There are four lines showing the vacancy rate for all professionally managed apartments CoStar tracks and apartments in prime urban, other urban, and suburban areas from 2015 through the third quarter of 2021. Vacancies were relatively stable before rising sharply during the pandemic, especially in prime urban areas. Since the fourth quarter of 2020, vacancy rates have decreased rapidly below pre-pandemic levels.

Notes: Urban/suburban areas are defined based on density in the 54 largest markets that CoStar tracks. Prime submarkets are those with the highest rents. This figure is Figure 17 in America's Rental Housing 2022.

Source: JCHS tabulations of CoStar data.

3. Rental demand surged

The number of renter households increased by more than 870,000 from the start of the pandemic to the third quarter of 2021, reaching a total of 44 million according to the HVS. The increasing number of renters was especially noteworthy given that it had remained at about 43 million for the previous four years. This jump in demand was echoed in the professionally managed market. According to RealPage data, the net increase in occupied apartments was more than 600,000 in the third quarter of 2021, a record jump in demand in data that goes back to the 1990s (Figure 3). Increased demand in the overall apartment market has come overwhelmingly from higher-income households, a trend that likely continued throughout the pandemic as skyrocketing home prices and low inventories put homeownership out of reach for many.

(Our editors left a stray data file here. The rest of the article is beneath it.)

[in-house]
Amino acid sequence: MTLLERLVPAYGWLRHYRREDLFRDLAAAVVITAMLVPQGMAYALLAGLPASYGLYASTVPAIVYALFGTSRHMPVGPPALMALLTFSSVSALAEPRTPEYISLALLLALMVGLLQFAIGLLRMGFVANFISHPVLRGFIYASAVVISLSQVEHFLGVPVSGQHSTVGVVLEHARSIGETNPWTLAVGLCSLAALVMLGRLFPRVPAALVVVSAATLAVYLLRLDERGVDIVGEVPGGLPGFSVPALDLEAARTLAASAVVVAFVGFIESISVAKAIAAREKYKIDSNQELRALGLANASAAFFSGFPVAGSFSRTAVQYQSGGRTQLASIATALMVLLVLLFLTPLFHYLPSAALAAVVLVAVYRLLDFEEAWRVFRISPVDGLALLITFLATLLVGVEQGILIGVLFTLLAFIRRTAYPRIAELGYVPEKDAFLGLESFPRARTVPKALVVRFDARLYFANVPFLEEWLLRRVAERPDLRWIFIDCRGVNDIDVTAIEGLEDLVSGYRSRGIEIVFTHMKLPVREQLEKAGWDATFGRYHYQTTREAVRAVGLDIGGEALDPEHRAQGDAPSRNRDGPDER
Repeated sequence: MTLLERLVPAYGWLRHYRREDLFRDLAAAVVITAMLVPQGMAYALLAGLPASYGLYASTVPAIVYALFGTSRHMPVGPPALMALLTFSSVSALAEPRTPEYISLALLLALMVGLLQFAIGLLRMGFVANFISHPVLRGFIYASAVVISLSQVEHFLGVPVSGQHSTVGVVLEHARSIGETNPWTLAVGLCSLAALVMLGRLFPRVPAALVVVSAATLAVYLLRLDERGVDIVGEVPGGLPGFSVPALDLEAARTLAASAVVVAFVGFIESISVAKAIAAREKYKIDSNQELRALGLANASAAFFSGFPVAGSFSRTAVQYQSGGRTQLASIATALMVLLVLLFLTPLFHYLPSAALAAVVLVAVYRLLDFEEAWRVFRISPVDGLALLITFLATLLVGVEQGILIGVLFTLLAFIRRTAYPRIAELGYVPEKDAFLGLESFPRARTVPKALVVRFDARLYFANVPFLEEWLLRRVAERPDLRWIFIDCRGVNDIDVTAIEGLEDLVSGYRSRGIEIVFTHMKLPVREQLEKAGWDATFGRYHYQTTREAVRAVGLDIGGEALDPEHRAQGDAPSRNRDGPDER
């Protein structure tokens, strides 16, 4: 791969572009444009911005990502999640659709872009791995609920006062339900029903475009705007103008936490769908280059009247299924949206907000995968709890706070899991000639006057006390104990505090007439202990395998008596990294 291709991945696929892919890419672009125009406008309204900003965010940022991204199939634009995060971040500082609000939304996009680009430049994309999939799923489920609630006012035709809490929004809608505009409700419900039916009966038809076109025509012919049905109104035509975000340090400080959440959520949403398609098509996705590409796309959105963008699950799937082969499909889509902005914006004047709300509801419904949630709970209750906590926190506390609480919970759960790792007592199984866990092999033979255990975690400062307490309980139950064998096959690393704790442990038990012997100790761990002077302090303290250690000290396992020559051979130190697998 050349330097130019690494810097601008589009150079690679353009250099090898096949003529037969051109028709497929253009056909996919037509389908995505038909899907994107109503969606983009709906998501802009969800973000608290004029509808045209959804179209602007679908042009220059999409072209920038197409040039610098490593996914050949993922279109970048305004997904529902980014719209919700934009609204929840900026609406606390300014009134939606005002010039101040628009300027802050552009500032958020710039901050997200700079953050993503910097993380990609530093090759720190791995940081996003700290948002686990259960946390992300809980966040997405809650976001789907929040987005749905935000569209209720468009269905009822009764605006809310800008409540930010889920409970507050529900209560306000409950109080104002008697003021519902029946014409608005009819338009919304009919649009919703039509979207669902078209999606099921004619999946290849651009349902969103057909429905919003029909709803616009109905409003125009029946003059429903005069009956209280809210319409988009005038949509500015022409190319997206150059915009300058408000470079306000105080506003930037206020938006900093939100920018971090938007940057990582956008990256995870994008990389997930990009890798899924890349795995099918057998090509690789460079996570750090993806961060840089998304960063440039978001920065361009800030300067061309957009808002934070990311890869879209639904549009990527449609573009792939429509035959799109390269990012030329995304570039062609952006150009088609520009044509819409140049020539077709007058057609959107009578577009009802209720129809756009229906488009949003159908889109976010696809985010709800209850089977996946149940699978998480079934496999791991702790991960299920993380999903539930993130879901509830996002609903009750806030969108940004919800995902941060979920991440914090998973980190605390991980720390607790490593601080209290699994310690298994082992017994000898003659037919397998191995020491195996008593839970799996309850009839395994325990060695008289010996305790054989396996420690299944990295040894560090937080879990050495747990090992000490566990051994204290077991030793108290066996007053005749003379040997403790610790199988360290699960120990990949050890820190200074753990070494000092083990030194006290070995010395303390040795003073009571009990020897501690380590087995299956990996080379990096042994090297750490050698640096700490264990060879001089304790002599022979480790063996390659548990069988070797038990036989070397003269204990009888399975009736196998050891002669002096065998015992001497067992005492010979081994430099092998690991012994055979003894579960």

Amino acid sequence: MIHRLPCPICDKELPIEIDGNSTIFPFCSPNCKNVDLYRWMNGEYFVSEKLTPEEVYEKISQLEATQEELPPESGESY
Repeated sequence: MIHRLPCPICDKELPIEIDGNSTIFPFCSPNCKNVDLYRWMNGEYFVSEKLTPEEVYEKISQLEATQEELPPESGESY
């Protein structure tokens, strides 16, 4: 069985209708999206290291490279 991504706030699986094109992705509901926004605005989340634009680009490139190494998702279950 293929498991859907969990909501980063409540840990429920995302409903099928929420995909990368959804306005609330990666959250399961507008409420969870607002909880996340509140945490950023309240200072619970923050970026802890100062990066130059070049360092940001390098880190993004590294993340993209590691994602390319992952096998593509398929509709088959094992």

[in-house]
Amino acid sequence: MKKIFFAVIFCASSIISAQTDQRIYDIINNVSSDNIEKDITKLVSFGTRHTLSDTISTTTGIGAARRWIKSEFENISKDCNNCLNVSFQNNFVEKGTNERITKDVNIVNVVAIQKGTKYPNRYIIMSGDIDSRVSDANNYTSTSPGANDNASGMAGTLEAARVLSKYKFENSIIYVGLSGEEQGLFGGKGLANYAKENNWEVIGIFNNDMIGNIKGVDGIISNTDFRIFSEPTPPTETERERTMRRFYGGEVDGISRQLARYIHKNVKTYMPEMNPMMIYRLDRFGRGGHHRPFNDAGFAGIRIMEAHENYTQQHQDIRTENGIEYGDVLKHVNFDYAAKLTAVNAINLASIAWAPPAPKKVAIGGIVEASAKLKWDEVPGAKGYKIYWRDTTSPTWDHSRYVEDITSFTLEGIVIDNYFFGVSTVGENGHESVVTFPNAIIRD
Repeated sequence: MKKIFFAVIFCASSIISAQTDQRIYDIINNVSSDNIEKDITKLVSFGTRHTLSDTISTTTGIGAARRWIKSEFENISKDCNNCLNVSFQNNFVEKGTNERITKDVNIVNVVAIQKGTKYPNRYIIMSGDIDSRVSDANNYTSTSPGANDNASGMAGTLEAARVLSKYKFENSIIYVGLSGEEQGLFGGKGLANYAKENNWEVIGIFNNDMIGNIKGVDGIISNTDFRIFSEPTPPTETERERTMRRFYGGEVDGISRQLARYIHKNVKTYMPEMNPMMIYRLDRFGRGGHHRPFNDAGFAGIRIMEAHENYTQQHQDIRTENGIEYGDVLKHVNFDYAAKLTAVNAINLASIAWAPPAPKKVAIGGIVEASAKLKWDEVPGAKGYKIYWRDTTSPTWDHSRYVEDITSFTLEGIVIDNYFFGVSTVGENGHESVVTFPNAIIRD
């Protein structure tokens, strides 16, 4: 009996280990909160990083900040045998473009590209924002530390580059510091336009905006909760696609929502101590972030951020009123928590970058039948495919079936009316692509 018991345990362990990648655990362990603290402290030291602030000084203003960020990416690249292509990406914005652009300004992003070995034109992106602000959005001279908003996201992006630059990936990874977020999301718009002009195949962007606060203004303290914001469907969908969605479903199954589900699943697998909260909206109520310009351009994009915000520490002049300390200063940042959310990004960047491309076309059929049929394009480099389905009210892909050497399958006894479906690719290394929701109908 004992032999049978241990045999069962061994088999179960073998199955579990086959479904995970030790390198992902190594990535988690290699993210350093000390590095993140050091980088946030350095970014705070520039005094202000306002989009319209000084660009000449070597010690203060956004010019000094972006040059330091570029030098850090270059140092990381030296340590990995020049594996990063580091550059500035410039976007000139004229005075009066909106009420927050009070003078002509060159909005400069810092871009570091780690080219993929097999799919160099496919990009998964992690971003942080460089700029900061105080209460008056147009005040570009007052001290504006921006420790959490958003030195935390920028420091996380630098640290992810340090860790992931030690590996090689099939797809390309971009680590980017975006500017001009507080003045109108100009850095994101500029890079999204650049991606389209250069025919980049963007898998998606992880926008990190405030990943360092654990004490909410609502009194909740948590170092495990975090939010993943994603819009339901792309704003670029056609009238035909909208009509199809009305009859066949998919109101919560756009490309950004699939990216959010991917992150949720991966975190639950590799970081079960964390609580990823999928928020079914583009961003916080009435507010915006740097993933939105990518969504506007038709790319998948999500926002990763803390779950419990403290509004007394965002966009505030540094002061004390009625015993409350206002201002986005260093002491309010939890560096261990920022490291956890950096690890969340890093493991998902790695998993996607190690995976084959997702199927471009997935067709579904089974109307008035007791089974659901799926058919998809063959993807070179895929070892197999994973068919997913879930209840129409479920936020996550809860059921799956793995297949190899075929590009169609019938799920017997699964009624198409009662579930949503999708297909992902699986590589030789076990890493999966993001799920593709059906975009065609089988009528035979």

Figure 3: Rental Demand Far Outpaced Growth in New Supply in 2021

This chart shows the rolling total annual number of new apartment units completed and the net change in occupied apartments in professionally managed apartments from 2015 through the third quarter of 2021. New completion rose gradually from about 250,000 units in 2015 to about 363,000 in 2021 with a slight dip in 2019. Annual growth in occupied apartments increased in line with completions until the pandemic, which it dropped to 177,000 during the second quarter of 2020 and then rebounded sharply to 611,000 by Q3 of 2021, nearly doubling completions.

Note: Data are four-quarter rolling totals for professionally managed apartments in buildings with five or more units. This figure is Figure 7 in America's Rental Housing 2022.

Source: JCHS tabulations of RealPage data.

4. Multifamily construction boomed

Steady demand from higher-income households in recent years has fueled multifamily construction. Through November 2021, multifamily housing starts hit a three-decade high of 466,000 units at a seasonally adjusted annual rate (Figure 4). This was substantially higher than the 350,000 unit annual pace averaged from 2014–2020. Completions also reached their highest level since the 1980s at more than 375,000 multifamily units in 2020. Multifamily completions are likely to stay elevated as the supply under construction continues to grow. Even though construction is booming, new apartments are being leased at a faster pace with a 72 percent three-month absorption rate in the second quarter of 2021, up about 15 percentage points from the 2014–2021 average.